4. a.levendel says:

    I concur with Dr Ieraci’s comment. We cannot make any mistakes in our health system. We do not get reward, but constantly berrated by camouflaged criticism. We cannot be human. We must get every interaction correct. Hindsight is used for microscopic review. The energy of practicing in this climate tends to paralyse us in practicing good and useful medicine. We have gone down the wrong tract.

  5. John Vinen says:

    Sue Ieraci’s comments rasie the issue of whether the current reporting and analysis of reported incidents is truely aimed at addressing the complex causes of incidents and adverse events.
    As some one with a long-term interest in patient safety [research, a book chapter and published papers on the topic]the current process falls well short of what is required in part due to the lack of political will to recognise and address the systemic issues.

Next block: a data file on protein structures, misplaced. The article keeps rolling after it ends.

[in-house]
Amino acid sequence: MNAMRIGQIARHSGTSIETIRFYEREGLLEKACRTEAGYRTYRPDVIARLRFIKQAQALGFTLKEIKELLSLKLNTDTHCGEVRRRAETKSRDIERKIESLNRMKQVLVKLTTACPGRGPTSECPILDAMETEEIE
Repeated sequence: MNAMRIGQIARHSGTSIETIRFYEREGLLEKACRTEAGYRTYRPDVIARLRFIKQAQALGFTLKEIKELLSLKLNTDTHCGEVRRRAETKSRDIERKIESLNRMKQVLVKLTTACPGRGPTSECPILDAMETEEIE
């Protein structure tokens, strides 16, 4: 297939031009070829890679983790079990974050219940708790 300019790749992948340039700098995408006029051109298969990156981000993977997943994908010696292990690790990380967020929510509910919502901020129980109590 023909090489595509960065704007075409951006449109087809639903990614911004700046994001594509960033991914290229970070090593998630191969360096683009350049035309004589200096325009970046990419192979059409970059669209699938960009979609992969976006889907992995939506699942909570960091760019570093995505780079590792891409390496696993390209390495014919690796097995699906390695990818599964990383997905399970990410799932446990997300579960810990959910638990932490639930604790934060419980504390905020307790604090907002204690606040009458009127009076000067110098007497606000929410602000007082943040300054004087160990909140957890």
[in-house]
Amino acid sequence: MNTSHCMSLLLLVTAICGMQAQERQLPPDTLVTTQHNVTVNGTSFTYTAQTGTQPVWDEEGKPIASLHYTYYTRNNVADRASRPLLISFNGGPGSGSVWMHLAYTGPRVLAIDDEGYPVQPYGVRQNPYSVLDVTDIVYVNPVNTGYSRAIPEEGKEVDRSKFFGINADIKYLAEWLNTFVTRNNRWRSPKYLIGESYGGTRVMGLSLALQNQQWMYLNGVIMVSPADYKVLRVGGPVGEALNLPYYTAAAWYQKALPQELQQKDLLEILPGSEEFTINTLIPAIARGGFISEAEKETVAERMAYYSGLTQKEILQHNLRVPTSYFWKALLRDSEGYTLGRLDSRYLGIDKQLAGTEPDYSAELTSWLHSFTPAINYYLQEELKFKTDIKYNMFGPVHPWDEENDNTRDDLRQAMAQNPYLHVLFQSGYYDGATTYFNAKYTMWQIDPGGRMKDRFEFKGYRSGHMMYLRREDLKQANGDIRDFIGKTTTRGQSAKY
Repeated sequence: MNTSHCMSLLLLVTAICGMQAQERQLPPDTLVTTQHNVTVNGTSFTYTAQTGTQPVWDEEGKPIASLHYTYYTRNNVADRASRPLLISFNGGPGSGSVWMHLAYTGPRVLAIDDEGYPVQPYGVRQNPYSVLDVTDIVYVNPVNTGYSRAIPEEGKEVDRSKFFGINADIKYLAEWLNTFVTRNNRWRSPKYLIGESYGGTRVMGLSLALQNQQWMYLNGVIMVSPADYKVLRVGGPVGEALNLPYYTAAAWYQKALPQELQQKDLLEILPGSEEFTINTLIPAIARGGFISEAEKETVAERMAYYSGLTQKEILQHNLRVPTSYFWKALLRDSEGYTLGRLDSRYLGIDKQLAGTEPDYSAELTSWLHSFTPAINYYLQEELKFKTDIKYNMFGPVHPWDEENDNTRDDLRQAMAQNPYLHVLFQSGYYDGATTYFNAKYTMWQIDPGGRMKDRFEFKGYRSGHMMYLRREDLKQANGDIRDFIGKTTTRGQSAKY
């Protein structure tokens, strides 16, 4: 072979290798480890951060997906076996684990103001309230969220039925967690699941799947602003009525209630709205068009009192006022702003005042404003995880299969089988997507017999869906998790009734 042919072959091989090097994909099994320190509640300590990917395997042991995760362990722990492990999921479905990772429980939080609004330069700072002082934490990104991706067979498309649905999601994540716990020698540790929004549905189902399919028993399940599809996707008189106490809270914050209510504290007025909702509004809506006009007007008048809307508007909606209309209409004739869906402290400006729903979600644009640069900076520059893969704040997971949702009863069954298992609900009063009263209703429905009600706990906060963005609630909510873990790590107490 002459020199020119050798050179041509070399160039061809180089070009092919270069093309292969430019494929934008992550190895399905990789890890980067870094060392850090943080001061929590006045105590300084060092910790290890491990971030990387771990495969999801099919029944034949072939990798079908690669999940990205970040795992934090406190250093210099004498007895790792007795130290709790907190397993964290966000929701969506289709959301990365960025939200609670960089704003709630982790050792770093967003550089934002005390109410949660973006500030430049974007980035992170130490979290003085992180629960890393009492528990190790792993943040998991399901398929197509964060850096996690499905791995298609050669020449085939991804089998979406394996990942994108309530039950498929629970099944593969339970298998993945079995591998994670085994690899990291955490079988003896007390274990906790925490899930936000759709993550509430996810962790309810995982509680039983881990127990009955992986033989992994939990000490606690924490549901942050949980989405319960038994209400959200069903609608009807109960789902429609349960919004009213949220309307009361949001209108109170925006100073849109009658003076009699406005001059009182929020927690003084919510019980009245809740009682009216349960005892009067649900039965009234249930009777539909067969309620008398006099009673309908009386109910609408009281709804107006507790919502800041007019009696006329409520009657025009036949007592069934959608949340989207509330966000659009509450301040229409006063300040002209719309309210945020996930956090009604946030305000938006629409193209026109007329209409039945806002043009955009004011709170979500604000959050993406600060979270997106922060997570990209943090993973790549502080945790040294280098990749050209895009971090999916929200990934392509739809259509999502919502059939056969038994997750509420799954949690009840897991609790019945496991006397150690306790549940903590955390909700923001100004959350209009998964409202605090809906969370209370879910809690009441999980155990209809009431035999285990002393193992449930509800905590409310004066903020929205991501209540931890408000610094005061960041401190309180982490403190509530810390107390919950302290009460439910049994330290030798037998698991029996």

6. anonkneemouse says:

    How wide is the lens of genuine critique cast ? Long hours, reduced access senior clinicians after hours, and poor staff- to-patient ratios, commonly and dramatically decrease patient safety. Yet, I know of no incident form that accurately or objectively portray this or measures institutional and government responsibility. Without in-depth critical analysis of these factors, incident forms remain a sad, blunt, ineffective and punitive measure.

  7. Taras Mikulin says:

    Dear Sue, Serious incidents are to be investigated by the process of “Root Cause Analysis”. The causes underlying a Jumbo crashing is often used as the example of how this investigation is undertaken. However, unlike the Jumbo crash, in the health sector these investigations are inadequately resourced. If the outcome of the investigation suggests an expensive solution this is quickly buried.